In order to obtain long-term services and supports, many middle-income people “spend down” their assets until they qualify for Medicaid. Is there a social insurance alternative to this system?  Kristina Bas Hamilton works for UDW, which will co-sponsor, with the Academy and Caring Across Generations, a virtual forum on Strengthening California’s Care Infrastructure:  Poverty, Inequality, and Universal Long-Term Care. The forum will bring together legislators, government officials, and advocates to discuss the caregiving crisis and stakeholder’s recommendation to adopt a social insurance-based program for long term services and supports (LTSS).

Q: How can this forum help in your efforts to improve life for low-income elders, people with disabilities, and the direct care workforce?

A: The forum, ideally, will capture the imagination of legislators and the administration as they go into the final stages of developing California’s Master Plan for Aging. We will begin the forum with a family caregiver telling her story about the financial hardship experienced by her family paying out of pocket for services needed for an aging parent. It will then segue into a discussion among panelists about the lack of access and affordability of LTSS, issues facing caregivers, and the proposal to create a new LTSS social insurance program. California Senate President pro tempore Toni Atkins will participate as a panelist along with Kim McCoy Wade, Director of the California Department of Aging, and distinguished advocates and experts in the field. Our goal is for this to be more than just another conversation between policy wonks who already agree with each other. We want to attract the attention of members of the Legislature and Administration and the press.

Last year, when Governor Gavin Newsom issued an executive order mandating the creation of a state Master Plan for Aging (MPA), I was honored to be appointed to the MPA Stakeholder Advisory Committee and LTSS Subcommittee. The subcommittee released a stakeholder report with extensive recommendations, including “advancing a statewide public LTSS benefit to help the ‘forgotten middle’ avoid spending down to poverty when LTSS becomes a need”. The report was supposed to be issued in March, but the COVID 19 pandemic disrupted timing of its release.  The report was eventually released in May, and is available online.  However, the state has been in crisis for months, not only with COVID, but also with the terrible wildfires, homelessness and other issues. There’s a lot dominating the attention of the administration and the legislature right now.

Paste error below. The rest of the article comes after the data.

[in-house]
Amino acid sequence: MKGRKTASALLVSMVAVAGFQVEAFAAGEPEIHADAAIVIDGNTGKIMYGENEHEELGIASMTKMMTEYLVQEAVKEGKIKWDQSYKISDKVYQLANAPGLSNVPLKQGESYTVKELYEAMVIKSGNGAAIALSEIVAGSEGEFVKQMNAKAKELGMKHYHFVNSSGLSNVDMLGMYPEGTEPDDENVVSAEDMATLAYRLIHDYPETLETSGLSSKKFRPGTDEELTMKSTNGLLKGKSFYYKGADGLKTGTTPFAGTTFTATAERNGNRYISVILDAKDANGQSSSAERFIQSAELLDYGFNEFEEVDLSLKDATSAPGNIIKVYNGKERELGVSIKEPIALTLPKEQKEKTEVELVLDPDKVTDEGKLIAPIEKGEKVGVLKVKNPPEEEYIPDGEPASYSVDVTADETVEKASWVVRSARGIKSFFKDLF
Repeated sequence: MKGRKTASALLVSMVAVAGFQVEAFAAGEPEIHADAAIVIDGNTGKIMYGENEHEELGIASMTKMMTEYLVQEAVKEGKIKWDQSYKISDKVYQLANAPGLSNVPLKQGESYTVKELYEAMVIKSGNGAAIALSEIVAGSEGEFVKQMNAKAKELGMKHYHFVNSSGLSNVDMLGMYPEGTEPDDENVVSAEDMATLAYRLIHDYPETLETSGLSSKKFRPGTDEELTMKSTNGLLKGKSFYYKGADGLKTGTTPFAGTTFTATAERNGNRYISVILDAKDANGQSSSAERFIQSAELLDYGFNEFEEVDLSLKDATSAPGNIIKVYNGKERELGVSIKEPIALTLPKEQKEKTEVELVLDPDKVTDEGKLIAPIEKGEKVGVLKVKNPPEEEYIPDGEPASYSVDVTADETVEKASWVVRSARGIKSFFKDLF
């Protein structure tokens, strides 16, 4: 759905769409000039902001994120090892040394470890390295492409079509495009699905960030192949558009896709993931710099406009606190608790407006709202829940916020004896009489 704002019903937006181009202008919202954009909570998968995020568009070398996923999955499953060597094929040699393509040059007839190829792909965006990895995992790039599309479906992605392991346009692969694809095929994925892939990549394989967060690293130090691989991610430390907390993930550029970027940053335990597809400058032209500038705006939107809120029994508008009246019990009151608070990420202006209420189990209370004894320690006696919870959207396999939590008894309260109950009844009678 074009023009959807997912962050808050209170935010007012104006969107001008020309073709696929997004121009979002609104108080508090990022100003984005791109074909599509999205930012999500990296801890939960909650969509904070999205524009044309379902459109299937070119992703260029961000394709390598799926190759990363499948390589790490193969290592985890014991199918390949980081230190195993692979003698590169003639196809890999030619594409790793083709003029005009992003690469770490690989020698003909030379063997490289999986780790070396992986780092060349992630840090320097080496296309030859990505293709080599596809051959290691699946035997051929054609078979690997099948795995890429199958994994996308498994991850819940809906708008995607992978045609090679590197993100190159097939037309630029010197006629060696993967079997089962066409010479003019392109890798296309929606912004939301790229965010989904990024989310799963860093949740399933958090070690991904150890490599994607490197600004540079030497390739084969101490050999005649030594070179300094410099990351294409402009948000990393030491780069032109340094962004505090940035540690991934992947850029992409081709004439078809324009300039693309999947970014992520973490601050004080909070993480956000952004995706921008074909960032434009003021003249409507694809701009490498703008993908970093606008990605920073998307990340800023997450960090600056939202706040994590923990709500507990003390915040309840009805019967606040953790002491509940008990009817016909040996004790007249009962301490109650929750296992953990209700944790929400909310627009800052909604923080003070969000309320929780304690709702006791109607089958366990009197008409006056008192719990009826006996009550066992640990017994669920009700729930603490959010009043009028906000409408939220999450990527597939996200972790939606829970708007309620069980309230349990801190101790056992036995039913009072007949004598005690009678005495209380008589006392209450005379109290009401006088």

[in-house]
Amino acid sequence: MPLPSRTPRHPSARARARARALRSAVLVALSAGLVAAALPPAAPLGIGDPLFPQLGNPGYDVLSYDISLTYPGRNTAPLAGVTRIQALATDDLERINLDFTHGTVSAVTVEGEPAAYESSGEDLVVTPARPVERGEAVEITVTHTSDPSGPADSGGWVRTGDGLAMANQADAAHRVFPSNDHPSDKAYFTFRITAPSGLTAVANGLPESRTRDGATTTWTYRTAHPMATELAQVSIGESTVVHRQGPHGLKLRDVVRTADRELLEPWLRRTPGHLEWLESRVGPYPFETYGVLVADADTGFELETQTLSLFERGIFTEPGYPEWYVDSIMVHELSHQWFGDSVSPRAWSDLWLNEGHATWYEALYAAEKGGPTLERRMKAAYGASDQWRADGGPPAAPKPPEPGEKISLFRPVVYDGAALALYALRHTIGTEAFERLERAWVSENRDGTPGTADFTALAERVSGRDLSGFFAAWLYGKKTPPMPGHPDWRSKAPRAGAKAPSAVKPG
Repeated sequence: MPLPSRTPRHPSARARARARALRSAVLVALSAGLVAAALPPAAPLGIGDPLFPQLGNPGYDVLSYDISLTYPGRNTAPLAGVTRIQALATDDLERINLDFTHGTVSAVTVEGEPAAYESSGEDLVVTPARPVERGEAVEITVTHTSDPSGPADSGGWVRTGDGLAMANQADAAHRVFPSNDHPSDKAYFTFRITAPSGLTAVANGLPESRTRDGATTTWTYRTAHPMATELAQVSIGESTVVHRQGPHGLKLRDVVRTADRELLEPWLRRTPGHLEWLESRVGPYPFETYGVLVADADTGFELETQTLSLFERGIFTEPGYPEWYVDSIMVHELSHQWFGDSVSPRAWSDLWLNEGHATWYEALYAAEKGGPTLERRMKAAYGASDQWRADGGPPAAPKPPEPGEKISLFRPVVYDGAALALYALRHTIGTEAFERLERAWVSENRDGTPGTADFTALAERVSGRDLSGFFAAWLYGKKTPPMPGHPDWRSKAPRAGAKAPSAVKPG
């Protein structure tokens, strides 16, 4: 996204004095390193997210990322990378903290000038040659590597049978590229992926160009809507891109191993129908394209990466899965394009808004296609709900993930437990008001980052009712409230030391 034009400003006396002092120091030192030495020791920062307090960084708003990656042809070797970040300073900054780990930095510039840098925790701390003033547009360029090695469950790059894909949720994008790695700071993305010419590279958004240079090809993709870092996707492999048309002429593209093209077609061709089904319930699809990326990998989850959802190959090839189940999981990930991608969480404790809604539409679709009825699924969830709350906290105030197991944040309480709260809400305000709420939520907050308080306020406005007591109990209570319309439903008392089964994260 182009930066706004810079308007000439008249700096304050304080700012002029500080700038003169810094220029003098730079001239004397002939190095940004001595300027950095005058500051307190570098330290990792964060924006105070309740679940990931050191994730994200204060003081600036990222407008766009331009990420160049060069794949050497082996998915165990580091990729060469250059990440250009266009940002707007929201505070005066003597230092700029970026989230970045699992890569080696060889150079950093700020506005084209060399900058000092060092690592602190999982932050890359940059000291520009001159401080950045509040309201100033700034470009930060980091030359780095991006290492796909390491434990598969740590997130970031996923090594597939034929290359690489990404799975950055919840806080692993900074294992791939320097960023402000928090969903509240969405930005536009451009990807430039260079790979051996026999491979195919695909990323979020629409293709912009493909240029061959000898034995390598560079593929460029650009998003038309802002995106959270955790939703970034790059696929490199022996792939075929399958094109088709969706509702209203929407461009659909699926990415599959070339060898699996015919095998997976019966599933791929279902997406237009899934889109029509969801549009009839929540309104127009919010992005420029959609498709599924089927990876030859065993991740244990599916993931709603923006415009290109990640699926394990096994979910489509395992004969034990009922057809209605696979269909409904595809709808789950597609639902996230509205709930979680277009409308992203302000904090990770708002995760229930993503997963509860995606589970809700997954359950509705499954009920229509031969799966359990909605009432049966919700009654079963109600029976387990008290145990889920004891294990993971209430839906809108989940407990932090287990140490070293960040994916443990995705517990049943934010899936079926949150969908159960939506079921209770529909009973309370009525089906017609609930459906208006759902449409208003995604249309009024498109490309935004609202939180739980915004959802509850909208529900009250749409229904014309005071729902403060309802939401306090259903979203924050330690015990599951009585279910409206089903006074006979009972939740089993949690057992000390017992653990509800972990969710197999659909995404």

My goal with the forum is to get LTSS financing back on the radar again. Lack of affordable and available LTSS contributes to increasing rates of poverty and homelessness among seniors and people with disabilities. A social insurance program for LTSS – and ultimately for Universal Family Care -would help alleviate poverty, economic inequality, and homelessness. Now is the time to make our case.

More about Kristina Bas Hamilton

Kristina Bas Hamilton is the legislative director for UDW/AFSCME Local 3930, which represents approximately 118,000 home care workers in California.  UDW members provide critical services through the state’s In-Home Supportive Services program (IHSS), which allow over half a million seniors and people with disabilities to remain in their homes with dignity and independence. Kristina Bas Hamilton holds a Master of Labor and Industrial Relations degree from Rutgers University – New Brunswick. She has been a Member of the Academy since 2019.


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